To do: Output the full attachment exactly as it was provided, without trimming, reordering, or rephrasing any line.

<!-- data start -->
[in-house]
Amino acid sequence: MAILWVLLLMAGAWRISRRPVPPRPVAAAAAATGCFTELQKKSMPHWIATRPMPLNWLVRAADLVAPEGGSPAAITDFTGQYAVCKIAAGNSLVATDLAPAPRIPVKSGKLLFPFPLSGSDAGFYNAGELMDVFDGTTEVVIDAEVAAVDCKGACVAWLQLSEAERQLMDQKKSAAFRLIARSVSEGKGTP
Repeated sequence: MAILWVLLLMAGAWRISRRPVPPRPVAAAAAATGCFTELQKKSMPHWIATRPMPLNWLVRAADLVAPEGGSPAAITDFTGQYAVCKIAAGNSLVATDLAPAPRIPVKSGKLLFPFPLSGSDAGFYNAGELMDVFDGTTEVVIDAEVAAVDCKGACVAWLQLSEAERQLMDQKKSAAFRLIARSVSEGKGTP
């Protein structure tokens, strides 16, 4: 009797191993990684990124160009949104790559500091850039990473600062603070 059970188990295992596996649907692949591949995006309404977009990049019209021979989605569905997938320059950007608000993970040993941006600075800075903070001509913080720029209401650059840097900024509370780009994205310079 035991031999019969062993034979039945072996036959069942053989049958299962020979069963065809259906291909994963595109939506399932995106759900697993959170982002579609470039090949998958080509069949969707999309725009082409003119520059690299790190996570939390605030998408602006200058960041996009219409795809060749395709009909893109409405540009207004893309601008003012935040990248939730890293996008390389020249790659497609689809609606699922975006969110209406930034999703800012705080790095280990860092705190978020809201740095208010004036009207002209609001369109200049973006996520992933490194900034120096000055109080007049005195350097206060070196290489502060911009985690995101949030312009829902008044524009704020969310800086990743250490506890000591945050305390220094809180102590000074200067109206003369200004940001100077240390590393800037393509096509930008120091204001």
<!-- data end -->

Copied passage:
[in-house]
Amino acid sequence: MAILWVLLLMAGAWRISRRPVPPRPVAAAAAATGCFTELQKKSMPHWIATRPMPLNWLVRAADLVAPEGGSPAAITDFTGQYAVCKIAAGNSLVATDLAPAPRIPVKSGKLLFPFPLSGSDAGFYNAGELMDVFDGTTEVVIDAEVAAVDCKGACVAWLQLSEAERQLMDQKKSAAFRLIARSVSEGKGTP
Repeated sequence: MAILWVLLLMAGAWRISRRPVPPRPVAAAAAATGCFTELQKKSMPHWIATRPMPLNWLVRAADLVAPEGGSPAAITDFTGQYAVCKIAAGNSLVATDLAPAPRIPVKSGKLLFPFPLSGSDAGFYNAGELMDVFDGTTEVVIDAEVAAVDCKGACVAWLQLSEAERQLMDQKKSAAFRLIARSVSEGKGTP
């Protein structure tokens, strides 16, 4: 009797191993990684990124160009949104790559500091850039990473600062603070 059970188990295992596996649907692949591949995006309404977009990049019209021979989605569905997938320059950007608000993970040993941006600075800075903070001509913080720029209401650059840097900024509370780009994205310079 035991031999019969062993034979039945072996036959069942053989049958299962020979069963065809259906291909994963595109939506399932995106759900697993959170982002579609470039090949998958080509069949969707999309725009082409003119520059690299790190996570939390605030998408602006200058960041996009219409795809060749395709009909893109409405540009207004893309601008003012935040990248939730890293996008390389020249790659497609689809609606699922975006969110209406930034999703800012705080790095280990860092705190978020809201740095208010004036009207002209609001369109200049973006996520992933490194900034120096000055109080007049005195350097206060070196290489502060911009985690995101949030312009829902008044524009704020969310800086990743250490506890000591945050305390220094809180102590000074200067109206003369200004940001100077240390590393800037393509096509930008120091204001």